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World War II. Carnage Abroad and Changes At Home, 1941-1945. U. S. Entry into War. Response to Japanese gamble that it could effect the Greater East Asia Co-Prosperity Sphere and U. S. wouldn’t effectively challenge

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world war ii

World War II

Carnage Abroad and Changes At Home, 1941-1945

u s entry into war
U. S. Entry into War
  • Response to Japanese gamble that it could effect the Greater East Asia Co-Prosperity Sphere and U. S. wouldn’t effectively challenge
  • U. S. war in Europe resulted from Hitler’s declaration of War on U. S. on Dec. 11, following U. S. declaration of War on Japan on Dec. 8.
world war ii3
World War II
  • Transforming event at home and abroad
  • U. S. had to mobilize society and economy at unprecedented levels
  • War shape experiences of a generation and had particular impacts on Women, African-Americans, Mexicanos, and Japanese-Americans.
  • U. S. military strategy in war: Europe first, then Japan.
holding action in pacific
Holding Action in Pacific
  • Pacific had become a Japanese lake by Spring ’42, with the fall of the Philippines.
  • U. S. victories at Coral Sea (May 7-8, 1942), Midway (June 4-5, 1942), and Guadalcanal (August 7, 1942-February 21, 1943) arrested Japanese expansion, and crippled their naval airpower
  • This permits U. S. to focus on Europe
the war at home
The War at Home
  • War Production Board managed conversion from civilian to military production
  • OSRAD—created the bazooka, techniques to isolate blood plasma
  • OPA—ration coupons and price ceilings
  • Smith-Connally War Labor Disputes Act allowed government to seize plants useful to war when there were strikes
  • War inflated national debt by 6x, but 45% of total war costs were paid with tax revenues
war transforms a nation
War Transforms a Nation
  • Western states experience population boom due to war industries
  • Women serve in military (over 200,000) and 6 million worked in war related industries.
  • Executive Order 8802 provides non-discrimination in Defense hiring for African Americans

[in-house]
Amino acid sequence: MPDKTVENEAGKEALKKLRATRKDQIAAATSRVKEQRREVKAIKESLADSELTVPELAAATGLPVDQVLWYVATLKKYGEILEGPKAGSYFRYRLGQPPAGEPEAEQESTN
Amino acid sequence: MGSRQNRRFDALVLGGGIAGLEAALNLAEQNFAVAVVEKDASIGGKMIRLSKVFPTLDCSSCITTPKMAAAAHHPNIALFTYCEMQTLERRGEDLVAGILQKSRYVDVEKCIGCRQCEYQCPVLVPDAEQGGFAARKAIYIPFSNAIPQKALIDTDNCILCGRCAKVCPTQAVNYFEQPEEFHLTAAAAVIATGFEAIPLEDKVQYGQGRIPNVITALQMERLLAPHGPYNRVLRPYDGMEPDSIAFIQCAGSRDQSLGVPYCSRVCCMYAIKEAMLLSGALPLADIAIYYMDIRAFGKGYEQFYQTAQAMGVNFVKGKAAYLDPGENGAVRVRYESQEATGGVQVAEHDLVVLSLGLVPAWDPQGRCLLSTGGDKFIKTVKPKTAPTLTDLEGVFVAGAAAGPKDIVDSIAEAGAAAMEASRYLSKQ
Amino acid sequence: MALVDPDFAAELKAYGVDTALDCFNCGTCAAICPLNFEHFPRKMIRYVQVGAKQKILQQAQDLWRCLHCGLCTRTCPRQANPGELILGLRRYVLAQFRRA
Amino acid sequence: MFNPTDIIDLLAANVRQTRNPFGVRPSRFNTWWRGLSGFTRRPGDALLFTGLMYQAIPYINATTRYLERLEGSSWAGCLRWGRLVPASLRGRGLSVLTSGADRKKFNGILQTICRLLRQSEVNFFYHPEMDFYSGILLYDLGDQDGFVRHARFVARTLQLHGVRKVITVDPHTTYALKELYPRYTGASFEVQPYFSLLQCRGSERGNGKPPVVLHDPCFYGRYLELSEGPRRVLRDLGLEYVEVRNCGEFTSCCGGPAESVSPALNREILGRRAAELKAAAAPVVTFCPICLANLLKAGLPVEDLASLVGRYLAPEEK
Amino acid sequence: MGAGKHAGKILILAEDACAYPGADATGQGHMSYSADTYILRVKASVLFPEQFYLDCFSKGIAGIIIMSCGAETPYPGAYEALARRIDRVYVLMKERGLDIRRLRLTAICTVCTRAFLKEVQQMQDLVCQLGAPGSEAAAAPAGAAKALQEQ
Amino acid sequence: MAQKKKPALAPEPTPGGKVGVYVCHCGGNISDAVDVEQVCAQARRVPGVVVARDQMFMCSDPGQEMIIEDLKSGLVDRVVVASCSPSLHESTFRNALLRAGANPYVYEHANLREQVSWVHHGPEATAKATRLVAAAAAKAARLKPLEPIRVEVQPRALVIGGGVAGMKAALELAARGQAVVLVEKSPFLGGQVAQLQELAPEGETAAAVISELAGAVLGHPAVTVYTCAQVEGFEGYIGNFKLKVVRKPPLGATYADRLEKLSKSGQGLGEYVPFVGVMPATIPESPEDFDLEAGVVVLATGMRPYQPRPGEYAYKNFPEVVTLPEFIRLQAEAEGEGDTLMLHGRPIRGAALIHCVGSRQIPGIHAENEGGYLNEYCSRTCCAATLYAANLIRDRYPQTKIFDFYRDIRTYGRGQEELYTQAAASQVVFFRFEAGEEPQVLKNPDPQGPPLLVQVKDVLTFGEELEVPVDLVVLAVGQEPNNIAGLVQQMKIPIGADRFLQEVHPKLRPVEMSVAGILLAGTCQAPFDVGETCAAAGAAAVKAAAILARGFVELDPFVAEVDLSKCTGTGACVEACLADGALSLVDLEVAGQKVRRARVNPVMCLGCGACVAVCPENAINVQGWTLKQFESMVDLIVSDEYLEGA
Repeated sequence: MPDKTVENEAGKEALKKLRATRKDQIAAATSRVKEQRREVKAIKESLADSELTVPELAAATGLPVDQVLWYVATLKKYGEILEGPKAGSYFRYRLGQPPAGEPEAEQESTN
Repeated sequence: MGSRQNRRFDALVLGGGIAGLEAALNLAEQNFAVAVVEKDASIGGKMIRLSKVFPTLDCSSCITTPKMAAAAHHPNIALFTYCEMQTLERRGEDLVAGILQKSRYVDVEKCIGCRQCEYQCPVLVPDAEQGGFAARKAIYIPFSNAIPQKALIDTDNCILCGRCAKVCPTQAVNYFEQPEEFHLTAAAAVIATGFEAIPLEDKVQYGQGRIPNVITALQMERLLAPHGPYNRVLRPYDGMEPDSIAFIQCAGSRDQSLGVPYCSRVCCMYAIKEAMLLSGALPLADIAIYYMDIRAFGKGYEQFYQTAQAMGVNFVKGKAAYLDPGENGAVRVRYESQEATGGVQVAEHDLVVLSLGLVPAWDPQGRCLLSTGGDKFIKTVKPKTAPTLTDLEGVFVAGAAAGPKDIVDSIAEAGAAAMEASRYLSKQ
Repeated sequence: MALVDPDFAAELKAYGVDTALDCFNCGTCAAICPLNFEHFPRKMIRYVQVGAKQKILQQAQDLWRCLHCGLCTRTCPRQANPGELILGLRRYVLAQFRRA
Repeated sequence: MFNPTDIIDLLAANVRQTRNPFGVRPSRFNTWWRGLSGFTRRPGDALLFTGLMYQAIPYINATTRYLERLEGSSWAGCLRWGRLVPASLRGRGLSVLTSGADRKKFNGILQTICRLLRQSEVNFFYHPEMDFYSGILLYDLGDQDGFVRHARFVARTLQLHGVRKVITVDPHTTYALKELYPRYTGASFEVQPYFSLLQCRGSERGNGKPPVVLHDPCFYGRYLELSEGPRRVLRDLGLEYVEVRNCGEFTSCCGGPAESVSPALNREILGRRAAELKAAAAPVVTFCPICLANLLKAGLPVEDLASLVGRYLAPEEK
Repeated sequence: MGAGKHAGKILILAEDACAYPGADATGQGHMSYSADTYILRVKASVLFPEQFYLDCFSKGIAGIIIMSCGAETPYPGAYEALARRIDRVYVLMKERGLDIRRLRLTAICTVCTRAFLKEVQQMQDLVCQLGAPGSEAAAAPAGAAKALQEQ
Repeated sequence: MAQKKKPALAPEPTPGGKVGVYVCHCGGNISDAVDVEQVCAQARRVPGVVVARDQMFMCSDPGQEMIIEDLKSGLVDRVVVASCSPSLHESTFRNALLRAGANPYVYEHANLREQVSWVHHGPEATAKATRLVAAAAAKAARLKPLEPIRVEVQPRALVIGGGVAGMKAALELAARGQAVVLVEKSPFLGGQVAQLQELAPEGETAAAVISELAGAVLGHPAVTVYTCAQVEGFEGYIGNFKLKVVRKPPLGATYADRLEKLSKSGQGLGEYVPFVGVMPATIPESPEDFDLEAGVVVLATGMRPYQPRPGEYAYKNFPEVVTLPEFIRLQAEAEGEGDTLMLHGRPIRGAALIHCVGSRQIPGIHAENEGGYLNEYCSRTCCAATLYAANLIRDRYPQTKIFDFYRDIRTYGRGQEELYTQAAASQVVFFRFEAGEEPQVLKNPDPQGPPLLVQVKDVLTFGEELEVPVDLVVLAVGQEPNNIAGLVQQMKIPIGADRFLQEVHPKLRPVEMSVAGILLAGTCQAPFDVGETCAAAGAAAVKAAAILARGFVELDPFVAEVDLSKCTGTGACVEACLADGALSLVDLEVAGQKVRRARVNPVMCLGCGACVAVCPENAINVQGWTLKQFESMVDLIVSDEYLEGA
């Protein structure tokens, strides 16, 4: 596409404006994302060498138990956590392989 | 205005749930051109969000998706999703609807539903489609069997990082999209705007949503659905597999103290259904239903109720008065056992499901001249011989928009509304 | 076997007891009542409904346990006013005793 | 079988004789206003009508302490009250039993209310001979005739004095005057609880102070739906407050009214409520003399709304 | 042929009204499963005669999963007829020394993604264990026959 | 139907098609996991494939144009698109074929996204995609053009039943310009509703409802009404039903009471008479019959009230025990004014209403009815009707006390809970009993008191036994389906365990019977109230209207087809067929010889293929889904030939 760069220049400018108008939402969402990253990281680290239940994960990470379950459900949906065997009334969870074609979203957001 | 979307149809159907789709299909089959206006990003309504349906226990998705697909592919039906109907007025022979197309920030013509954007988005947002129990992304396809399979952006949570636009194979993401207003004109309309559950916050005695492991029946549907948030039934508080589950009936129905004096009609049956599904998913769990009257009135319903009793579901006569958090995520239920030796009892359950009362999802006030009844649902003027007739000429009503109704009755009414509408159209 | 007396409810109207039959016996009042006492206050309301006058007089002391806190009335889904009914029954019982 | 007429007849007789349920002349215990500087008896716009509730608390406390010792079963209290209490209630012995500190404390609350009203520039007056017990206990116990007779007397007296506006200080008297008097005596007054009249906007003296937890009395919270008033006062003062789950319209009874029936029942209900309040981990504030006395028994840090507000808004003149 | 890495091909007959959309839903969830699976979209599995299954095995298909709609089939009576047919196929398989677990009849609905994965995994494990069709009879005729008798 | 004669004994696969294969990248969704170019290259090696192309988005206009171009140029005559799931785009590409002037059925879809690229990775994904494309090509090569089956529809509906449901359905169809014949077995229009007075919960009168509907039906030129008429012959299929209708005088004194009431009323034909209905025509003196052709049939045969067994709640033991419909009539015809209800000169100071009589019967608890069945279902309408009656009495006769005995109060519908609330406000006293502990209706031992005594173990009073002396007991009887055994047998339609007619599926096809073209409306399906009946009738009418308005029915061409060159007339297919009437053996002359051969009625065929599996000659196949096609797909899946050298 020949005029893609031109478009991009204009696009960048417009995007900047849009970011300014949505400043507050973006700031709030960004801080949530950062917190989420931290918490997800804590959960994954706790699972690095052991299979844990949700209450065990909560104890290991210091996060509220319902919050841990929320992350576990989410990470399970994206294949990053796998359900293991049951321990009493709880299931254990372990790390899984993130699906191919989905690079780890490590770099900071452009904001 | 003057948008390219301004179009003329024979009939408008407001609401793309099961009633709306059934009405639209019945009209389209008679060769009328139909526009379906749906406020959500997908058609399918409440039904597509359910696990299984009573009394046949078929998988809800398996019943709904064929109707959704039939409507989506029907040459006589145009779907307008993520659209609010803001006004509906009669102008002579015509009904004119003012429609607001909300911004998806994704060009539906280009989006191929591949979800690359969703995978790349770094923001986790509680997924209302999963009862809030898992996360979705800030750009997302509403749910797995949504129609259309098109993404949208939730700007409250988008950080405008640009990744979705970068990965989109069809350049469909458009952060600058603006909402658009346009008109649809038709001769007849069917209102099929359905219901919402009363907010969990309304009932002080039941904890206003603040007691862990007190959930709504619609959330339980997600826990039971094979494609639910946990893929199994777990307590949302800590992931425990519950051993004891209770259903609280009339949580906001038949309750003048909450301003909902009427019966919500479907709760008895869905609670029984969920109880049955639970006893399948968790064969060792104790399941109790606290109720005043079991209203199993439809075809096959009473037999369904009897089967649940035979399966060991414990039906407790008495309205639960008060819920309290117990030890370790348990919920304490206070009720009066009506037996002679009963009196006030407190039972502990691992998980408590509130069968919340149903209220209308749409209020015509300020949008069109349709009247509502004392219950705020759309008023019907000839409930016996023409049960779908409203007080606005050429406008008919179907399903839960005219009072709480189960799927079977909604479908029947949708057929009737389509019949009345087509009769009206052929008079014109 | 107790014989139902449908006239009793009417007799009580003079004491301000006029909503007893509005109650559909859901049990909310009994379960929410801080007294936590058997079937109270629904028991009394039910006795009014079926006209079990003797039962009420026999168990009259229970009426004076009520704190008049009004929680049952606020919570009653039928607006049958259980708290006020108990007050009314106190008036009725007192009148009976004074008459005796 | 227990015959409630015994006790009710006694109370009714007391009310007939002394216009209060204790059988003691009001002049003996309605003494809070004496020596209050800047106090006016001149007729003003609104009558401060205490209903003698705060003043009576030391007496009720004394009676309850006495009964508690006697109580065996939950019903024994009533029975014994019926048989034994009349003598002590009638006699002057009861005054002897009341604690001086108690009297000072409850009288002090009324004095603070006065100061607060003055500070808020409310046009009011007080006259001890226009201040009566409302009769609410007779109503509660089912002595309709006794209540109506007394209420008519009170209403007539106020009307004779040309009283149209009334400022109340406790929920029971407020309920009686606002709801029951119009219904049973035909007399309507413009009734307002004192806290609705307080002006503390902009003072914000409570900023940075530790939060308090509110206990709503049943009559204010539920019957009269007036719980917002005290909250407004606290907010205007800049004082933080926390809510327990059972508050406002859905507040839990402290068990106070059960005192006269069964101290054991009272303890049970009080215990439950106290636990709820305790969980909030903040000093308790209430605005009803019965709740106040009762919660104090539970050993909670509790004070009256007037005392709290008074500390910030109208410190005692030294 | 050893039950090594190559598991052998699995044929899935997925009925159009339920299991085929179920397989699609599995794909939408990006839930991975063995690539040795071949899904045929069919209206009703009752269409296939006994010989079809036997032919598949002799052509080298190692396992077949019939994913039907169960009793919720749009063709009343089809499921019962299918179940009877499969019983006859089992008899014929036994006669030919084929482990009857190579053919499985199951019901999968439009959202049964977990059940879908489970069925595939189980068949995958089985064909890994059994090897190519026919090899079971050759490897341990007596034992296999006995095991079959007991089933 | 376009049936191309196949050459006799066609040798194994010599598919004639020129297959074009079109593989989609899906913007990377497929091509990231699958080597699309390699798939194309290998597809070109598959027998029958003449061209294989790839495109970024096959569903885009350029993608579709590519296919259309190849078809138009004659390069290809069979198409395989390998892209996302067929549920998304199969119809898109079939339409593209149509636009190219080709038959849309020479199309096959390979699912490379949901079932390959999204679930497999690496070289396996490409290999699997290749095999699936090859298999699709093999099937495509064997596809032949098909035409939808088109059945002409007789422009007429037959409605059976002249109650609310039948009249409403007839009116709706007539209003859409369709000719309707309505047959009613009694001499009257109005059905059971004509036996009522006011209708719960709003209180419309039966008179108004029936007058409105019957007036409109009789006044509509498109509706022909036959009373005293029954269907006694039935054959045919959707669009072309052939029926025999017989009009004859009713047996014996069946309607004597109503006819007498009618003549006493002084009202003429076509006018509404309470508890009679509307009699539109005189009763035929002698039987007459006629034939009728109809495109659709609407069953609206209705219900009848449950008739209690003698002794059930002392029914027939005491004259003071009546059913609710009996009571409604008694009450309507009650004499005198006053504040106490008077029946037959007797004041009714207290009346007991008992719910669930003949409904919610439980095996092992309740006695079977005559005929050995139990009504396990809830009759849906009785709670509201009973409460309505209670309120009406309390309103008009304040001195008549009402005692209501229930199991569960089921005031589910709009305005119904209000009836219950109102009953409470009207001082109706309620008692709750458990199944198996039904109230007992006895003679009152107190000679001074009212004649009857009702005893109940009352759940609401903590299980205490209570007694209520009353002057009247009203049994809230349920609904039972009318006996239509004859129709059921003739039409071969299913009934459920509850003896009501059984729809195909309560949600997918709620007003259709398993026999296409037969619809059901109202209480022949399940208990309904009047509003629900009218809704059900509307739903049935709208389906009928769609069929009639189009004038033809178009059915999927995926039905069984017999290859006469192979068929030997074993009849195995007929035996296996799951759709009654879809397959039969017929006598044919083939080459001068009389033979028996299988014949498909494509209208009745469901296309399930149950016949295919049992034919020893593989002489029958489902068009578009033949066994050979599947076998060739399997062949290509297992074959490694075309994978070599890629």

• Double V
  • Military remained racially-segregated: Tuskegee Airmen defy stereo-types, but race riots occurred around bases where large numbers of African Americans were stationed.
war transforms a nation9
War Transforms a Nation
  • Bracero program brought 200,000 Mexican laborers to U. S.
  • 17 Mexicanos win CMH
  • 1943 Zoot Suit Riots
  • 33% of eligible Native Americans Serve in War—many as “Code Talkers”
  • Executive Order 9066—Japanese Americans interned: affirmed by Supreme Court in Korematsu v. U. S.
war transforms a nation13
War Transforms a Nation
  • Rural people flock to cities and many acquire useful skills for the post war economy
  • Service Personnel eligible for benefits under Serviceman’s Readjustment Act (G. I. Bill)—loans to start small businesses and $s to go to college.
  • Origin of Middle Class norm in U. S.
war in europe
War in Europe
  • Operation Torch (November 1943)
  • Casablanca Conference (1943)—unconditional surrender of Axis
  • Battle of Atlantic—won by U. S. in 1943
  • Sicily invaded on July 10, 1943
  • September 1944, Italy mainland invaded
  • Anzio landings on January 22, 1944
  • Rome fell on June 4, 1944
operation overlord and after
Operation Overlord and After
  • Teheran Conference—Cross-channel invasion
  • June 6, 1944—landings in Normandy (5,000 U. S. casualties on Day One)
  • Paris fell August 25, 1944
  • Battle of the Bulge, Dec. 16, 1944—January 26, 1945
  • March 7, 1945, Bridge at Remagen seized
  • May 7, 1945, Germany surrendered
war in the pacific
War in the Pacific
  • Island Hoping and Leapfrogging
  • January 1943, New Guinea Invaded
  • Tarawa invaded, Nov. 20, 1943
  • Marianas secured on June 19, 20, 1944
  • Battle of Leyte Gulf, October 25, 1944
  • Iwo Jima, February 19, 1945
  • Okinawa, April 1, 1945
war in the pacific20
War in the Pacific
  • U. S. plans to invade Japan: Operations Coronet and Olympic, but war casualties rise
  • Firebombing raids on Tokyo, March 1945
  • Decision to use Atomic Bomb
  • August 6, 1945—Hiroshima; August 9, 1945, Nagasaki
  • Japanese sue for peace on August 14, 1945
  • Formal Surrender on U. S. Missouri, September 2, 1945.
ongoing controversies
Ongoing Controversies
  • Did FDR know about Pear Harbor in advance?
  • Could U. S. have done something to liberate death camps sooner?
  • Did the U. S. really need to nuke Japan?
balance sheet
Balance Sheet
  • 17 Million soldiers and 19 million civilians died world wide
  • War cost approximately $1,000,000,000,000
  • 6 million Soviets died in Battle
  • U. S. lost 294,000 servicemen in combat, 600,000 wounded, and 114,000 others killed in war related accidents.